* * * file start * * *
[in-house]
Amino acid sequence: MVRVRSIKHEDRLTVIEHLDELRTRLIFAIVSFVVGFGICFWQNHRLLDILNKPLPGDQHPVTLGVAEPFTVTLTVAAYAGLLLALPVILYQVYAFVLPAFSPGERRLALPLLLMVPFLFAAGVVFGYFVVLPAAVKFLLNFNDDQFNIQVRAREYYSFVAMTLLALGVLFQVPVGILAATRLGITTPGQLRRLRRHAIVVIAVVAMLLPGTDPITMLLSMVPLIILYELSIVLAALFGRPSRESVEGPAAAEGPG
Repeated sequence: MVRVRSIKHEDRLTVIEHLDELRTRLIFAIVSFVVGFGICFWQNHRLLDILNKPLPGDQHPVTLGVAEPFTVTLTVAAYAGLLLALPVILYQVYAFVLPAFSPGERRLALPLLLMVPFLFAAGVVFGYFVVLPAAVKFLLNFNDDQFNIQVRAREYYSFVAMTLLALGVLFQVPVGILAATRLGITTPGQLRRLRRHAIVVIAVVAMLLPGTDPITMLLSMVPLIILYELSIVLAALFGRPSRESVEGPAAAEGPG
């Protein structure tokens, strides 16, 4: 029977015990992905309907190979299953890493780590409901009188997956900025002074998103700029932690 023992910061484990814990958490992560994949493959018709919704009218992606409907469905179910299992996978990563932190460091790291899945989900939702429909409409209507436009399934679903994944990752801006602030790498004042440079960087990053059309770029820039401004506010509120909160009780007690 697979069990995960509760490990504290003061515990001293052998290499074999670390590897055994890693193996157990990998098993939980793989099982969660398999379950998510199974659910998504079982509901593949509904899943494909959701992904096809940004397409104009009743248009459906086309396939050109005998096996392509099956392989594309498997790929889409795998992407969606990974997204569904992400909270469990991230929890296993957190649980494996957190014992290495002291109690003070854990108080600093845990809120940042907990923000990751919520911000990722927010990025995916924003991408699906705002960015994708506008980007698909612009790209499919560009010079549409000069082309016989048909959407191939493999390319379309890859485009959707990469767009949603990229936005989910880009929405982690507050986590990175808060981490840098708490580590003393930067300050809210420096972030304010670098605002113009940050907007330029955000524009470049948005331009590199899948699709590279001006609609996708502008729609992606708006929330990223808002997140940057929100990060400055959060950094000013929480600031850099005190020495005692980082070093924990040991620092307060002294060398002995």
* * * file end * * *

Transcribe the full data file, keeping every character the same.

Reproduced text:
[in-house]
Amino acid sequence: MVRVRSIKHEDRLTVIEHLDELRTRLIFAIVSFVVGFGICFWQNHRLLDILNKPLPGDQHPVTLGVAEPFTVTLTVAAYAGLLLALPVILYQVYAFVLPAFSPGERRLALPLLLMVPFLFAAGVVFGYFVVLPAAVKFLLNFNDDQFNIQVRAREYYSFVAMTLLALGVLFQVPVGILAATRLGITTPGQLRRLRRHAIVVIAVVAMLLPGTDPITMLLSMVPLIILYELSIVLAALFGRPSRESVEGPAAAEGPG
Repeated sequence: MVRVRSIKHEDRLTVIEHLDELRTRLIFAIVSFVVGFGICFWQNHRLLDILNKPLPGDQHPVTLGVAEPFTVTLTVAAYAGLLLALPVILYQVYAFVLPAFSPGERRLALPLLLMVPFLFAAGVVFGYFVVLPAAVKFLLNFNDDQFNIQVRAREYYSFVAMTLLALGVLFQVPVGILAATRLGITTPGQLRRLRRHAIVVIAVVAMLLPGTDPITMLLSMVPLIILYELSIVLAALFGRPSRESVEGPAAAEGPG
């Protein structure tokens, strides 16, 4: 029977015990992905309907190979299953890493780590409901009188997956900025002074998103700029932690 023992910061484990814990958490992560994949493959018709919704009218992606409907469905179910299992996978990563932190460091790291899945989900939702429909409409209507436009399934679903994944990752801006602030790498004042440079960087990053059309770029820039401004506010509120909160009780007690 697979069990995960509760490990504290003061515990001293052998290499074999670390590897055994890693193996157990990998098993939980793989099982969660398999379950998510199974659910998504079982509901593949509904899943494909959701992904096809940004397409104009009743248009459906086309396939050109005998096996392509099956392989594309498997790929889409795998992407969606990974997204569904992400909270469990991230929890296993957190649980494996957190014992290495002291109690003070854990108080600093845990809120940042907990923000990751919520911000990722927010990025995916924003991408699906705002960015994708506008980007698909612009790209499919560009010079549409000069082309016989048909959407191939493999390319379309890859485009959707990469767009949603990229936005989910880009929405982690507050986590990175808060981490840098708490580590003393930067300050809210420096972030304010670098605002113009940050907007330029955000524009470049948005331009590199899948699709590279001006609609996708502008729609992606708006929330990223808002997140940057929100990060400055959060950094000013929480600031850099005190020495005692980082070093924990040991620092307060002294060398002995």